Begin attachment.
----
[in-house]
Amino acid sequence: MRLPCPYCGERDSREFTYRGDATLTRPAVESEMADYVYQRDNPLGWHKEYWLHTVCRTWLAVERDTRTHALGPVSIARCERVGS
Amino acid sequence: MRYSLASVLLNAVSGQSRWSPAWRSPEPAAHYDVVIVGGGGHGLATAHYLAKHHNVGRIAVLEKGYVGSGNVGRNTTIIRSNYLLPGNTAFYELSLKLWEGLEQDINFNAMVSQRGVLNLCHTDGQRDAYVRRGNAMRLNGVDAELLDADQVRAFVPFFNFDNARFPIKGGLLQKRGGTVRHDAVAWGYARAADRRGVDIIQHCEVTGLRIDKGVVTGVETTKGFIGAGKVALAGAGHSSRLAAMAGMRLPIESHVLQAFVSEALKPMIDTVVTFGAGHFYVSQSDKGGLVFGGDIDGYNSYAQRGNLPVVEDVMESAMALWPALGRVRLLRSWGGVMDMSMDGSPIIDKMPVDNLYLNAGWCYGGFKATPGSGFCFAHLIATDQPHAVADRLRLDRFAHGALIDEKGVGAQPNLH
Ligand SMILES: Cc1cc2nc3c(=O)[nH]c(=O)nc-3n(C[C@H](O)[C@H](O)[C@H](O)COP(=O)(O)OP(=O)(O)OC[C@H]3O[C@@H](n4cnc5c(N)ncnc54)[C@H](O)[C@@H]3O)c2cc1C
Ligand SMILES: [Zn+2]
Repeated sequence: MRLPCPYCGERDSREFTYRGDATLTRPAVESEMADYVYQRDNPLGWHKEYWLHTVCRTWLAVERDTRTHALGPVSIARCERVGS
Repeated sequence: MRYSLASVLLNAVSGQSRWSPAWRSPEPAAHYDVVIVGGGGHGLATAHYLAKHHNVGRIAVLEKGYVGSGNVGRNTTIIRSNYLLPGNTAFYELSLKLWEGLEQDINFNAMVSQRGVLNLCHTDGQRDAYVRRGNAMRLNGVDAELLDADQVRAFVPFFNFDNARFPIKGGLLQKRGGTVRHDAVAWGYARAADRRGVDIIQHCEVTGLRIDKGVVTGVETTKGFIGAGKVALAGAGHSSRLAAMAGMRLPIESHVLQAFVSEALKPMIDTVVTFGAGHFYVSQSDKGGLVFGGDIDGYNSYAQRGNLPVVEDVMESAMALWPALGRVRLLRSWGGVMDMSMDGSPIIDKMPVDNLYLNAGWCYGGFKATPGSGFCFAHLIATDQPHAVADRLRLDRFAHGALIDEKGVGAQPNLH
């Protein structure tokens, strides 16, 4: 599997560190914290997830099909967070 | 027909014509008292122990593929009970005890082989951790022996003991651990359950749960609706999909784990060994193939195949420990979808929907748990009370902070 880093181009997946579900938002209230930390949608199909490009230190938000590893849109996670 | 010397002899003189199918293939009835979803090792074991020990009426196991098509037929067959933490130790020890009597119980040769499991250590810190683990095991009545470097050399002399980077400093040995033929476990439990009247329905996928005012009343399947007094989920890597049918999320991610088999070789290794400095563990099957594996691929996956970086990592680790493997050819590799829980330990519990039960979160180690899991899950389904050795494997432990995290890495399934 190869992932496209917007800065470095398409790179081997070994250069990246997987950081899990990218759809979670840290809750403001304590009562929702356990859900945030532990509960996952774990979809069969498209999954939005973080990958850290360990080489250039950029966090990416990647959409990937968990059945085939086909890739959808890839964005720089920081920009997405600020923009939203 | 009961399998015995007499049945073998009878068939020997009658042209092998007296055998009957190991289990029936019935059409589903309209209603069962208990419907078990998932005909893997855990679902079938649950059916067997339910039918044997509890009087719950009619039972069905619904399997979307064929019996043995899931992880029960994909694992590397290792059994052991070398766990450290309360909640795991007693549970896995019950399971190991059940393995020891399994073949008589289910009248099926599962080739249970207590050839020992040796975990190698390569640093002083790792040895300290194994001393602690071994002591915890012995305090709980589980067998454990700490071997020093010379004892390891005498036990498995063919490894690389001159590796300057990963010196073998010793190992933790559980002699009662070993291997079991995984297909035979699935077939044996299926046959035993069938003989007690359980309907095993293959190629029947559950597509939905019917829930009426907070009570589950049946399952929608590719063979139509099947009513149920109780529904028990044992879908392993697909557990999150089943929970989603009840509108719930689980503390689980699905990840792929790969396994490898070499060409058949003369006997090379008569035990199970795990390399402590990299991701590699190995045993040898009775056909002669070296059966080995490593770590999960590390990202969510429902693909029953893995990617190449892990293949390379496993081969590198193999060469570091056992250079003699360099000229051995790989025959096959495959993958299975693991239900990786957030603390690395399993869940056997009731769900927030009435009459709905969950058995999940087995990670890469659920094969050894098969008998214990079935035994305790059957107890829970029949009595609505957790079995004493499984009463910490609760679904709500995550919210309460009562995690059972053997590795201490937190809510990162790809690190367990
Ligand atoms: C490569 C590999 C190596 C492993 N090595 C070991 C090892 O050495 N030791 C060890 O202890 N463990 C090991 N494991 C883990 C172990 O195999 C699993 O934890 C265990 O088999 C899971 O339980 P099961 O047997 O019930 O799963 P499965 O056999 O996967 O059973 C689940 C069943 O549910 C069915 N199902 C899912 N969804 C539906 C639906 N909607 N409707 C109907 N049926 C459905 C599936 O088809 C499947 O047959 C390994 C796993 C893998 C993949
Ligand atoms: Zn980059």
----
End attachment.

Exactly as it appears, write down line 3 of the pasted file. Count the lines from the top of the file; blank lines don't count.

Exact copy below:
Amino acid sequence: MRYSLASVLLNAVSGQSRWSPAWRSPEPAAHYDVVIVGGGGHGLATAHYLAKHHNVGRIAVLEKGYVGSGNVGRNTTIIRSNYLLPGNTAFYELSLKLWEGLEQDINFNAMVSQRGVLNLCHTDGQRDAYVRRGNAMRLNGVDAELLDADQVRAFVPFFNFDNARFPIKGGLLQKRGGTVRHDAVAWGYARAADRRGVDIIQHCEVTGLRIDKGVVTGVETTKGFIGAGKVALAGAGHSSRLAAMAGMRLPIESHVLQAFVSEALKPMIDTVVTFGAGHFYVSQSDKGGLVFGGDIDGYNSYAQRGNLPVVEDVMESAMALWPALGRVRLLRSWGGVMDMSMDGSPIIDKMPVDNLYLNAGWCYGGFKATPGSGFCFAHLIATDQPHAVADRLRLDRFAHGALIDEKGVGAQPNLH